In Science this week, a multi-institute team of European researchers report on a new technique to study protein folding and unfolding. Called high-speed force spectroscopy, the method was used to unfold and observe the muscle protein tinin, which scientists had previously been unable to visualize fast enough in order to compare the process to high-speed computer simulations. With their method, however, the investigators were able to watch tinin unfolding at approximately four millimeters per second — the lower limit of most simulations.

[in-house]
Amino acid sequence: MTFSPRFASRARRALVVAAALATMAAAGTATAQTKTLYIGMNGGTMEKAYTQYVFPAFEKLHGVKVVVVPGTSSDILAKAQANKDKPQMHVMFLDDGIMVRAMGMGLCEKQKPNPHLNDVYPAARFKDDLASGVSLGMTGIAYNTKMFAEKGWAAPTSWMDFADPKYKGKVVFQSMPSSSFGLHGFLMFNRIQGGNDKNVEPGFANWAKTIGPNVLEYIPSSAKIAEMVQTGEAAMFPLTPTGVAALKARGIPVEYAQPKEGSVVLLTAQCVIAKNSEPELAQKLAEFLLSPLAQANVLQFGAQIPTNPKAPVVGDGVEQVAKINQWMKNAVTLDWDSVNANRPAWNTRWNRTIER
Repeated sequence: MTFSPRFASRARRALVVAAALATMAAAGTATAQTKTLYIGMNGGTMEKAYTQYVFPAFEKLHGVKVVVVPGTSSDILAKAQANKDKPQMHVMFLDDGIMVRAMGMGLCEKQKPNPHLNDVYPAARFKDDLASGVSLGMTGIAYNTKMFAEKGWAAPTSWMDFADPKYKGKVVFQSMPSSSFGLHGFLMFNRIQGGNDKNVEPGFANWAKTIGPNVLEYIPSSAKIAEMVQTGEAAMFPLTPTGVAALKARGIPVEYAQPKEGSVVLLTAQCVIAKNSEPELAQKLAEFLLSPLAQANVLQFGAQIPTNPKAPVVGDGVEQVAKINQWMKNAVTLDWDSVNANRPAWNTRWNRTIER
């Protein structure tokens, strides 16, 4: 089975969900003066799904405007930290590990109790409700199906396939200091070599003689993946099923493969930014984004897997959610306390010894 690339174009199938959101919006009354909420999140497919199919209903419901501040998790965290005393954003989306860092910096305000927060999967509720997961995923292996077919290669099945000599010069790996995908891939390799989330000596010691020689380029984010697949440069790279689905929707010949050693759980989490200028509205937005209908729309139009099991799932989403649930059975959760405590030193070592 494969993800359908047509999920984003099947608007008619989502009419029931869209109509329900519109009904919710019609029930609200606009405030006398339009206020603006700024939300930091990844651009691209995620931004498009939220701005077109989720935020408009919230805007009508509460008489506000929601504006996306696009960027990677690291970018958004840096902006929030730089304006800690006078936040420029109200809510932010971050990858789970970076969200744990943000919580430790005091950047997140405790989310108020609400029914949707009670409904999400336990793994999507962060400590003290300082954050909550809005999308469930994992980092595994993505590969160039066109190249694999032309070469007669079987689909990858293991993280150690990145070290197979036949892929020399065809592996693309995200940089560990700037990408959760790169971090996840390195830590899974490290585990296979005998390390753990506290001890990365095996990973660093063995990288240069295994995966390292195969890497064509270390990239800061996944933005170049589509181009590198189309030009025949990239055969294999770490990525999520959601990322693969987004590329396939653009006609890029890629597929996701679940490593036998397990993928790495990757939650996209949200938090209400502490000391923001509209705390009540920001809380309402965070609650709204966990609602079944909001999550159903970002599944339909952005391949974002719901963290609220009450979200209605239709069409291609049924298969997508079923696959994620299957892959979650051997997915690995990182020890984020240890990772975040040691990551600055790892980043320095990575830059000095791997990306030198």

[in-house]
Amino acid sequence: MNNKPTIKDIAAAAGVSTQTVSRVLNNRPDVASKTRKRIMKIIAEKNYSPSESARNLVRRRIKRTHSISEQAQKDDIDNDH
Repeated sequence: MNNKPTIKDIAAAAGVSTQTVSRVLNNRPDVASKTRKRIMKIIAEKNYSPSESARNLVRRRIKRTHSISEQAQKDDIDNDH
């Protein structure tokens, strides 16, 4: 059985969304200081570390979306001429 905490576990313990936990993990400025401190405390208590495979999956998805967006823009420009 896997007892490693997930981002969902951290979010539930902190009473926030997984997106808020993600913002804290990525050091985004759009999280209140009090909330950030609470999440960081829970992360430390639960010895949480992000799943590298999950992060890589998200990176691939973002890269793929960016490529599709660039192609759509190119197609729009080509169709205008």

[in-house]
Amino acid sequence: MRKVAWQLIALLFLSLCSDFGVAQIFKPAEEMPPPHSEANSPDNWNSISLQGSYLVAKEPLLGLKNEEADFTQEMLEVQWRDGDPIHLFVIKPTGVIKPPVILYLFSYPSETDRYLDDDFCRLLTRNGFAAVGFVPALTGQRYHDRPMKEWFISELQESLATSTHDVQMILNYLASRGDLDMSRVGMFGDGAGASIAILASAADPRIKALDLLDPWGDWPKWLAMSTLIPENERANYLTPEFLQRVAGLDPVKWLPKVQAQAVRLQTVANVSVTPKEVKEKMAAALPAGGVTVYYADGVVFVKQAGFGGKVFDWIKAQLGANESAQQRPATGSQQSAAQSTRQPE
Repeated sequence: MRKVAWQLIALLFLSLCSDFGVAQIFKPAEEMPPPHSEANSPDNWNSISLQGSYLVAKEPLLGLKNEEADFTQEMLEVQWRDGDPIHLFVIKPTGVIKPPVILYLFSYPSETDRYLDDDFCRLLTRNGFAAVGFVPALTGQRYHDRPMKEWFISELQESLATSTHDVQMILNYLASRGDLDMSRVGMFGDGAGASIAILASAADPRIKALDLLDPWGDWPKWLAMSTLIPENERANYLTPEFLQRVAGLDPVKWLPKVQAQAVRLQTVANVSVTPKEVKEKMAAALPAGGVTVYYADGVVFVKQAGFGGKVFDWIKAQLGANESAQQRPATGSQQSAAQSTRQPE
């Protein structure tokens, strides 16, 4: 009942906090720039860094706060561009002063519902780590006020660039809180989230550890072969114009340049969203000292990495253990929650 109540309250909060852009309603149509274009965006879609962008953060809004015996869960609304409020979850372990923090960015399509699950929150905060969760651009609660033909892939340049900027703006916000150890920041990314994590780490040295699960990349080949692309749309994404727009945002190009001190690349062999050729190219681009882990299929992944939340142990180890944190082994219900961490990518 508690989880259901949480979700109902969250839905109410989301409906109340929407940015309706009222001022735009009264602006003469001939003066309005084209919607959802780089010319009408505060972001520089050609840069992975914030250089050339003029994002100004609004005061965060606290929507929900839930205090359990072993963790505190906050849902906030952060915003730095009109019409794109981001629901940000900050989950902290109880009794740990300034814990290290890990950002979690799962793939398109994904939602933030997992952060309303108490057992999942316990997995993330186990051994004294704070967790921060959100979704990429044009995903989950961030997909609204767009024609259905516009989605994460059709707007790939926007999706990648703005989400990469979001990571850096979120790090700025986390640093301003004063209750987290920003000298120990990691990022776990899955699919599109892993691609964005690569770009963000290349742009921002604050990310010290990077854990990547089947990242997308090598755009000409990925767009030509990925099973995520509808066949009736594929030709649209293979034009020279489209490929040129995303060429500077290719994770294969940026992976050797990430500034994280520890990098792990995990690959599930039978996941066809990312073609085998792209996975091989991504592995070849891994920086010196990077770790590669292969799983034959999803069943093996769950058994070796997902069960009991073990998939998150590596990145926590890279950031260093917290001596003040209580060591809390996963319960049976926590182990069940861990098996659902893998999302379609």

Also in Science, a group led by University of Massachusetts Medical School investigators provides new insights into the organization of the mitotic chromosome. Noting that the internal organization of these chromosomes has been largely unknown, the scientists applied chromosome conformation-capture methods — 5C and Hi-C — across the cell cycle and revealed two alternative three-dimensional folding states of the human genome. They found that the "highly compartmentalized and cell-type-specific organization" described previously for non-synchronous cells is restricted to interphase. "In metaphase, we identify a homogenous folding state, which is locus-independent, common to all chromosomes, and consistent among cell types, suggesting a general principle of metaphase chromosome organization," the investigators add.